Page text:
(RNN) - Speaker of the House Paul Ryan announced Wednesday he would not run for re-election, but he plans on serving out his term.
"You all know that I did not seek this job," he said at a news conference. "I took it reluctantly, but I gave this job everything I have."
He said he felt the House had achieved "a heck of a lot" during his time as speaker. He also said a factor in his decision to retire was his family.
"If I am here for one more term, my kids will only have ever known me as a weekend dad," Ryan said. "I just cannot let that happen."
CNN reported Ryan informed President Donald Trump and Vice President Mike Pence of his decision, as well as fellow House members privately, before making it public.
Axios reported that Ryan is ready to step aside because of the passage of the tax reform bill, and is ready for a career in the private sector. Republicans are also facing a difficult midterm election season, but Ryan said that had no influence on his retirement.
"I have every confidence I will be handing this gavel on to the next Republican Speaker of the House next year," he said.
The two likely candidates to replace him are House Majority Leader Kevin McCarthy, of California, and Steve Scalise, the Majority Whip.
As Ryan approached the podium, Trump complimented the outgoing speaker on Twitter.
"Speaker Paul Ryan is a truly good man, and while he will not be seeking re-election, he will leave a legacy of achievement that nobody can question," Trump tweeted. "We are with you Paul!"
Ryan faced a strong challenge for his re-election bid from Randy Bryce, a Democratic challenger for Wisconsin's 1st Congressional District seat, who boasted Wednesday that he outraised the incumbent by $1.75 million in the first three months of 2018.
In March, a political website changed the rating for Ryan's district from "safely Republican" to "likely Republican," Wisconsin Public Radio reported. Two Democratic challengers are vying for the party's nomination, Bryce and Cathy Myers.
Ryan took over as Speaker in 2012 after John Boehner resigned his position, and Kevin McCarthy took himself out of consideration for the position.
Initially, Ryan said he did not want the position, but then said he would if certain conditions were met, including the different groups of the Republican Party uniting to support him. Three factions ended up supporting him, and he became the youngest speaker at age 45 to be elected since 1869.
Born Jan. 29, 1970, Ryan rose to political notoriety when he was chosen by 2012 Republican presidential candidate Mitt Romney to be his vice presidential candidate. Ryan was chairman of the House Budget Committee and it was his experience in that area that was cited as the primary reason for his inclusion on the ticket.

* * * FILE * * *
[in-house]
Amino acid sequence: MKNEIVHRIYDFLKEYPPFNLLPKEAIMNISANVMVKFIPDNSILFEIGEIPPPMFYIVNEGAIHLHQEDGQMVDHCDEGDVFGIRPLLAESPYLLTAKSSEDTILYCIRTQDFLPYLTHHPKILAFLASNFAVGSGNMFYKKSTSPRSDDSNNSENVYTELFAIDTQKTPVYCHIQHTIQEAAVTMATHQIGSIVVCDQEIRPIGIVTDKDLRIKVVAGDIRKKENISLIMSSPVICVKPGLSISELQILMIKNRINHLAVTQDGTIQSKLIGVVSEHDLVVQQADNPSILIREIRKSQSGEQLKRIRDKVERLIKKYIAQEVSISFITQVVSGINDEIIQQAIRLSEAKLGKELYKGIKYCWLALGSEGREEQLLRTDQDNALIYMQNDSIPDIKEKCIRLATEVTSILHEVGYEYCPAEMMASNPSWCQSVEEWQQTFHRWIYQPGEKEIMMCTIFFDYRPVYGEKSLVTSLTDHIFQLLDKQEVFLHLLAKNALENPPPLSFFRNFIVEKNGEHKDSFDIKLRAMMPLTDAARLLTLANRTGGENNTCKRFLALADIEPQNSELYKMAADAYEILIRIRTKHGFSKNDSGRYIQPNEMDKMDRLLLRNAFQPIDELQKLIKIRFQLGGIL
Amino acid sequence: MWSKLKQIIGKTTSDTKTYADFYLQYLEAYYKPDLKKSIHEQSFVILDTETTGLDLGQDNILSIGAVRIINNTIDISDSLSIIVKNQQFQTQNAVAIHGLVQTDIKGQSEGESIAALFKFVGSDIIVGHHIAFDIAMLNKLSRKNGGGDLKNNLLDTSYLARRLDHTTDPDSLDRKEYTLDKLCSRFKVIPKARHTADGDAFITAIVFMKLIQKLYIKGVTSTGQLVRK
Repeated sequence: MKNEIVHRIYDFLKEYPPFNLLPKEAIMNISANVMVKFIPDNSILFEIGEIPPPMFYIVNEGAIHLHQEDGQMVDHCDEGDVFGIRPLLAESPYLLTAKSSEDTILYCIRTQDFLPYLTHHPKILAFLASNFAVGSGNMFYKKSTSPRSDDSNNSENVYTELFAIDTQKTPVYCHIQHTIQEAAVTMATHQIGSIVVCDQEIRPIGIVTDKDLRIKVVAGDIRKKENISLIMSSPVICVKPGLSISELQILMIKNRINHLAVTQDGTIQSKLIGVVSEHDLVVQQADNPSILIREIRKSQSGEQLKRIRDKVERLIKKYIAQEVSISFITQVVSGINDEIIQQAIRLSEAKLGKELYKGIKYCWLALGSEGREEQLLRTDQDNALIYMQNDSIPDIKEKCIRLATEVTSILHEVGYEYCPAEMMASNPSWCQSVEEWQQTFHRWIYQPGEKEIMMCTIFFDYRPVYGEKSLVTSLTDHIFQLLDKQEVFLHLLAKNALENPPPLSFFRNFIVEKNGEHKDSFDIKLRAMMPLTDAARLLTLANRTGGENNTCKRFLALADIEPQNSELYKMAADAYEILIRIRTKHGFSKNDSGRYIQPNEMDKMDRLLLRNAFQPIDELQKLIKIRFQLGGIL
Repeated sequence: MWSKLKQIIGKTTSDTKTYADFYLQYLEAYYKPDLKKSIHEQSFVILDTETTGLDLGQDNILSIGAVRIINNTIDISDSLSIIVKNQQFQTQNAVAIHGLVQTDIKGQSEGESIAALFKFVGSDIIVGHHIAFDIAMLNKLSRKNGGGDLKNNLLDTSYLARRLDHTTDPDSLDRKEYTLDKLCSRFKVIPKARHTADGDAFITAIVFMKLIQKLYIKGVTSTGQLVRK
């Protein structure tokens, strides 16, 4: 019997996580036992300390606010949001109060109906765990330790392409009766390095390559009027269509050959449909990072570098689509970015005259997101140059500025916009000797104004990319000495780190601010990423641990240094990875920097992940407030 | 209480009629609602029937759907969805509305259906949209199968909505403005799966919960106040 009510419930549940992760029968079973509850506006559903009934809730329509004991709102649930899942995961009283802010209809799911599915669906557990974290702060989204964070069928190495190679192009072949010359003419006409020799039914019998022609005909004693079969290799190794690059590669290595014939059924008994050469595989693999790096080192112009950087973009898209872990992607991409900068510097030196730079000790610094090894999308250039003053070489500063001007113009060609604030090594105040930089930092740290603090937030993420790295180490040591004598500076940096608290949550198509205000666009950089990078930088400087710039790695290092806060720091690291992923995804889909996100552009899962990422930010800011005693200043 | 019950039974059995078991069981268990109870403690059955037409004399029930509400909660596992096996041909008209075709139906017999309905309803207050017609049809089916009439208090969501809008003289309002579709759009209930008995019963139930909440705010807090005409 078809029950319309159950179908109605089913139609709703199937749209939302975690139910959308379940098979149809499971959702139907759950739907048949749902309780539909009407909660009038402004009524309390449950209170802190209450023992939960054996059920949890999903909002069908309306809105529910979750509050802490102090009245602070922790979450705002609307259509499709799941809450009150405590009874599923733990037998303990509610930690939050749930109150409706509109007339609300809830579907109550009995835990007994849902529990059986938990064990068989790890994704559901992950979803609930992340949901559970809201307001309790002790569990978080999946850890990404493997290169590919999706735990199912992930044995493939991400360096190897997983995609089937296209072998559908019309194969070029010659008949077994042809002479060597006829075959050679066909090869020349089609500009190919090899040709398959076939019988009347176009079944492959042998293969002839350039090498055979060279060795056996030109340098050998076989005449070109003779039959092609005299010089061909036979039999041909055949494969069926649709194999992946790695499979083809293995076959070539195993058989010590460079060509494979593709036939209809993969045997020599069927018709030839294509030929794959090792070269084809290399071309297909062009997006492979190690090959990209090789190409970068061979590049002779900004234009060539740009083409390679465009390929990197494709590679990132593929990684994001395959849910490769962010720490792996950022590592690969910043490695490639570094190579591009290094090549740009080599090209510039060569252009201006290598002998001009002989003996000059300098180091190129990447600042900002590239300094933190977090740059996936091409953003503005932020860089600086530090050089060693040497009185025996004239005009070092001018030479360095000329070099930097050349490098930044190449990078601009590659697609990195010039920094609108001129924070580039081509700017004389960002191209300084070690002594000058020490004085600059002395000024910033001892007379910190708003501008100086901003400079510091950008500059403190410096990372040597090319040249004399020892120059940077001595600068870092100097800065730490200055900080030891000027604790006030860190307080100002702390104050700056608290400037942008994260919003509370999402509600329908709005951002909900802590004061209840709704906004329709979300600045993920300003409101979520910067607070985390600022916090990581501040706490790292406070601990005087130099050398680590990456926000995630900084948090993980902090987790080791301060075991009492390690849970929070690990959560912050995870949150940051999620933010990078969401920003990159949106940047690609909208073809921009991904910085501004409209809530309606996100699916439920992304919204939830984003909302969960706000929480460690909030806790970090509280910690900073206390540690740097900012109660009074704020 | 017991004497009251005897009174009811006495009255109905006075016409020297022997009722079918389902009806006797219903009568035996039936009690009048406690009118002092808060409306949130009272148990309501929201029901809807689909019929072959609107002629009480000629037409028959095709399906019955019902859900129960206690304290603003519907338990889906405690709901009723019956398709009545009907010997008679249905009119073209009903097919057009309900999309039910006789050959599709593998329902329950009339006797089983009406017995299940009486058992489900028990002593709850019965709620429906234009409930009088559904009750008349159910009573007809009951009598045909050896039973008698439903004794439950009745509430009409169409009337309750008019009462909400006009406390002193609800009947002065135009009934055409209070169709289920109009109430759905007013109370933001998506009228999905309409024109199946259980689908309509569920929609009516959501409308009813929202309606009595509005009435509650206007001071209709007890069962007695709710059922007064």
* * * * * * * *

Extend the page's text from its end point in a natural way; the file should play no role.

Congress was mired in partisan budget talks at the time, approving limited spending appropriations as emergency measures rather than passing a full budget.
He served as the chairman of the House Budget Committee from 2011-15 and chairman of the House Ways and Means Committee in 2015, which is primarily responsible for tax policy issues, but also oversees Medicare, Social Security and unemployment benefits.
Ryan was elected to Congress as a representative of Wisconsin's 1st District in 1999, becoming the second-youngest member of the House of Representatives.
His voting record was considered to be among the most conservative in the House in decades and was rated as the furthest from the political center to be nominated by either major political party.
Ryan graduated from Miami (OH) University with degrees in political science and economics and interned for a Wisconsin senator.
As a representative, Ryan sponsored many bills, but most failed to pass. The only successful ones were not of national significance and included the renaming of a post office in his district and a tax reduction on hunting equipment. Ryan was an avid hunter and fisherman.
Ryan ran for re-election in Congress and as vice president concurrently in 2012, winning re-election for his seat in Congress. He and Romney lost the White House bid. He accepted Romney's nomination on the deck of USS Wisconsin in Norfolk, VA.
After losing the election, Ryan and Sen. Patty Murray (D-WA) agreed on the Bipartisan Budget Act of 2013. Obama signed it into law later that year.
Ryan was tapped to succeed John Boehner as Speaker of the House in October 2015. Ryan initially said he was not interested and released a statement that said, "I will not be a candidate."
Boehner had encouraged Ryan to seek the position to help unify a fractured party that was threatening to remove Boehner from his position. Boehner resigned from Congress rather than face an ouster. Two weeks after declining to seek the position, Ryan reversed his decision at the encouragement of other Republicans in the House and he was elected.
Being elected as Speaker of the House put Ryan second in line to succeed the president, one position lower than had he been elected vice president.
Ryan's political positions placed him solidly in the conservative wing of the Republican Party. He was anti-abortion, voted against federal funding for Planned Parenthood, supported lower tax rates, opposed the Affordable Care Act (also known as Obamacare), opposed same-sex marriage, opposed restriction on gun ownership and favored a ban on flag-burning, which the Supreme Court had upheld as a protected form of speech under the First Amendment.
Ryan was both the first vice presidential candidate and first Speaker of the House from Wisconsin.
Ryan was noted for an intense workout routine, sleeping on a cot in his office in the U.S. Capitol and returning to his home in Janesville, WI, every weekend. Ryan and his wife, Janna, have three children.